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While the NMF’s longevity and success paint a rosy picture of the organization’s status, that certainly hasn’t always been the case, says Executive Director Trudy Schroe­der, who joined the organization in 2008. What Schroeder initially encountered was an organization in shambles. The orchestra had narrowly escaped extinction in the early 2000s, paralyzed by a traumatic five-week lockout of its then65 musicians in 2001 that still resonates as a painful memory. A revolving door of no fewer than thirteen executive directors between 2000 and 2008 had also propelled the organization into deep trouble, creating turmoil with corporate and private donors. Forced to slash its annual operating budget from $6.4 million in 2003 to $5.8 million the subsequent year, the Winnipeg Symphony hit rock bottom; there simply was nowhere to go but up. “That year marked a real turning point for the organization. It made all the musicians very pragmatic, and quite flexible with whatever is being asked of us,” states longtime Concertmaster Gwen Hoebig, now in her 27th season and, notably, only the musicians’ fourth leader in more than six decades. “Trudy has been such a godsend for the orchestra, as she already had that background of knowing the community, and was able to completely restructure the organization,” says Hoebig. Two other key figures in the organization’s turnaround are Director of Artistic Operations Jean-Francois Phaneuf and Board of Directors Vice President Richard Turner. They are finely attuned to the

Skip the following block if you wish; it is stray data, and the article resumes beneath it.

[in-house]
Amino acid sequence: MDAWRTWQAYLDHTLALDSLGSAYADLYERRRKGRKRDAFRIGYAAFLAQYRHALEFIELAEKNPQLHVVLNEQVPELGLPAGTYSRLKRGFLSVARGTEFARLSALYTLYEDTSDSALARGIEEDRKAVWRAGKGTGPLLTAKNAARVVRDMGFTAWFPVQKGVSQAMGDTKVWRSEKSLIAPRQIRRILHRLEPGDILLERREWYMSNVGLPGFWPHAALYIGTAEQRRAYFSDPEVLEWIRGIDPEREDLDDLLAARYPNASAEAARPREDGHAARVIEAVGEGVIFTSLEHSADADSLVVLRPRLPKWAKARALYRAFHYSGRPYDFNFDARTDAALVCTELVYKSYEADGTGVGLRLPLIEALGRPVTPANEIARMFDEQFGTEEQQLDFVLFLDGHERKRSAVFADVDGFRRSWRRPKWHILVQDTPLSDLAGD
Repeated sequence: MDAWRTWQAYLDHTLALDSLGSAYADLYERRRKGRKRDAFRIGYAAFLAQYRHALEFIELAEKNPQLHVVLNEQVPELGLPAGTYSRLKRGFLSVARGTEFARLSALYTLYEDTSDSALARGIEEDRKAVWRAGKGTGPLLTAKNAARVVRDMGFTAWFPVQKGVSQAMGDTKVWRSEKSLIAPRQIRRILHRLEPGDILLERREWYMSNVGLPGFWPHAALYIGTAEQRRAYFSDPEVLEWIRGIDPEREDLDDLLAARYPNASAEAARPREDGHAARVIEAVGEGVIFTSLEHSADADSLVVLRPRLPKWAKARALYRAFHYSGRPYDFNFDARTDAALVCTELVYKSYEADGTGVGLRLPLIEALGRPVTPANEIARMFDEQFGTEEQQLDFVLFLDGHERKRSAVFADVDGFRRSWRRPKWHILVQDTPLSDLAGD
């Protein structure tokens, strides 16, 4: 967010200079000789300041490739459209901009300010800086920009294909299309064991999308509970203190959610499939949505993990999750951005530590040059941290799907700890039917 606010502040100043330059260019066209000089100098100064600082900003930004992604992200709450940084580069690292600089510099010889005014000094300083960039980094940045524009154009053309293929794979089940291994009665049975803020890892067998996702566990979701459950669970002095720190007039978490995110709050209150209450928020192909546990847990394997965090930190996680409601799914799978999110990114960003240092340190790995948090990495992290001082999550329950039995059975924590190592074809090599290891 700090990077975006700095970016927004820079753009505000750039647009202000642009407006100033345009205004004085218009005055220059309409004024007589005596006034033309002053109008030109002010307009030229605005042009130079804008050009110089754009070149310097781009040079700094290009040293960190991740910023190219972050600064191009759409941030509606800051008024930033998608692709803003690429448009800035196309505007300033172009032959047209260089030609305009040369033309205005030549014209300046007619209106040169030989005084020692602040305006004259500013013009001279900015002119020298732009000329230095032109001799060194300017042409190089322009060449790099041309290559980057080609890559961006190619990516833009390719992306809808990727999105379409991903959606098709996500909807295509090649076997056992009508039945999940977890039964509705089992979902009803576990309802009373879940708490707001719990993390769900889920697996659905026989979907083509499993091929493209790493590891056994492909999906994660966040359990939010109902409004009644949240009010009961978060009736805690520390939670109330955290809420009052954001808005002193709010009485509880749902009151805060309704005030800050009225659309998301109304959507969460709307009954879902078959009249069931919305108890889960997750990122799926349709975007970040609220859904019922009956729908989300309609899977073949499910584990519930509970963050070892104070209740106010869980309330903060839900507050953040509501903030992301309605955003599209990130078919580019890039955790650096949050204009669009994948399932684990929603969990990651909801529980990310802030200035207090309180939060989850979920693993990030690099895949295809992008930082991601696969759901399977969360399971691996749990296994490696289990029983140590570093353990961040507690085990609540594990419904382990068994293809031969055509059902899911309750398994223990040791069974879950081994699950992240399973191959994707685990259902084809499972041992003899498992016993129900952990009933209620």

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Turnaround Tales